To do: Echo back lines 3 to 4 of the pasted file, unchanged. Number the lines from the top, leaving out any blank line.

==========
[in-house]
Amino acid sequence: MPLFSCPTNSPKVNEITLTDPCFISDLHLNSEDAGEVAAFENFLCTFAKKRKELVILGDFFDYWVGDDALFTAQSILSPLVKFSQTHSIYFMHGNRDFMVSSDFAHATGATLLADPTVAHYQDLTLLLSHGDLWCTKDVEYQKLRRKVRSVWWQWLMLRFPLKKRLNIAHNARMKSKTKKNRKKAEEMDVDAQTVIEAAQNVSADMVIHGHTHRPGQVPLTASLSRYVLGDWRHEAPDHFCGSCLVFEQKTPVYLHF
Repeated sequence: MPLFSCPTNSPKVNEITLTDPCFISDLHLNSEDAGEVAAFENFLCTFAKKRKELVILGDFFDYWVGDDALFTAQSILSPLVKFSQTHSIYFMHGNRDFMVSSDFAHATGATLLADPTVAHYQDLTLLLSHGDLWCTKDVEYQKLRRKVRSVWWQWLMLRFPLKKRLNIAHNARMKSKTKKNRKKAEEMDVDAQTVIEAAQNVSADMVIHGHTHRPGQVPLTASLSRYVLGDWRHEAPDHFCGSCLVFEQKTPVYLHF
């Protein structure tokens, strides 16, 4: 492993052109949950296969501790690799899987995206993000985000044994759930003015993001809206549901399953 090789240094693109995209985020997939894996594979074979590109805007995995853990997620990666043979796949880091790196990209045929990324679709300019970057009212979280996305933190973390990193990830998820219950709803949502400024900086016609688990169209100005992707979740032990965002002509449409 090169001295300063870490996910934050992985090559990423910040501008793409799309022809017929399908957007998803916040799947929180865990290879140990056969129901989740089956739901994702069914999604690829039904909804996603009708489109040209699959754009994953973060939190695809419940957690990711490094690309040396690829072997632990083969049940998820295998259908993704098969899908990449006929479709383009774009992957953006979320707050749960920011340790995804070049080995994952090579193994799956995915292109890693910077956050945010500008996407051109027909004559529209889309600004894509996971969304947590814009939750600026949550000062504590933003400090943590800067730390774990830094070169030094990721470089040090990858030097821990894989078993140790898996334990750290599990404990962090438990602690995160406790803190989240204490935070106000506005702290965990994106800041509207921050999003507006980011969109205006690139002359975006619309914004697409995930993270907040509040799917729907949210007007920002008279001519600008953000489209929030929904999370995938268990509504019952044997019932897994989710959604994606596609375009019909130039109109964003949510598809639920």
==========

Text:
Repeated sequence: MPLFSCPTNSPKVNEITLTDPCFISDLHLNSEDAGEVAAFENFLCTFAKKRKELVILGDFFDYWVGDDALFTAQSILSPLVKFSQTHSIYFMHGNRDFMVSSDFAHATGATLLADPTVAHYQDLTLLLSHGDLWCTKDVEYQKLRRKVRSVWWQWLMLRFPLKKRLNIAHNARMKSKTKKNRKKAEEMDVDAQTVIEAAQNVSADMVIHGHTHRPGQVPLTASLSRYVLGDWRHEAPDHFCGSCLVFEQKTPVYLHF
């Protein structure tokens, strides 16, 4: 492993052109949950296969501790690799899987995206993000985000044994759930003015993001809206549901399953 090789240094693109995209985020997939894996594979074979590109805007995995853990997620990666043979796949880091790196990209045929990324679709300019970057009212979280996305933190973390990193990830998820219950709803949502400024900086016609688990169209100005992707979740032990965002002509449409 090169001295300063870490996910934050992985090559990423910040501008793409799309022809017929399908957007998803916040799947929180865990290879140990056969129901989740089956739901994702069914999604690829039904909804996603009708489109040209699959754009994953973060939190695809419940957690990711490094690309040396690829072997632990083969049940998820295998259908993704098969899908990449006929479709383009774009992957953006979320707050749960920011340790995804070049080995994952090579193994799956995915292109890693910077956050945010500008996407051109027909004559529209889309600004894509996971969304947590814009939750600026949550000062504590933003400090943590800067730390774990830094070169030094990721470089040090990858030097821990894989078993140790898996334990750290599990404990962090438990602690995160406790803190989240204490935070106000506005702290965990994106800041509207921050999003507006980011969109205006690139002359975006619309914004697409995930993270907040509040799917729907949210007007920002008279001519600008953000489209929030929904999370995938268990509504019952044997019932897994989710959604994606596609375009019909130039109109964003949510598809639920």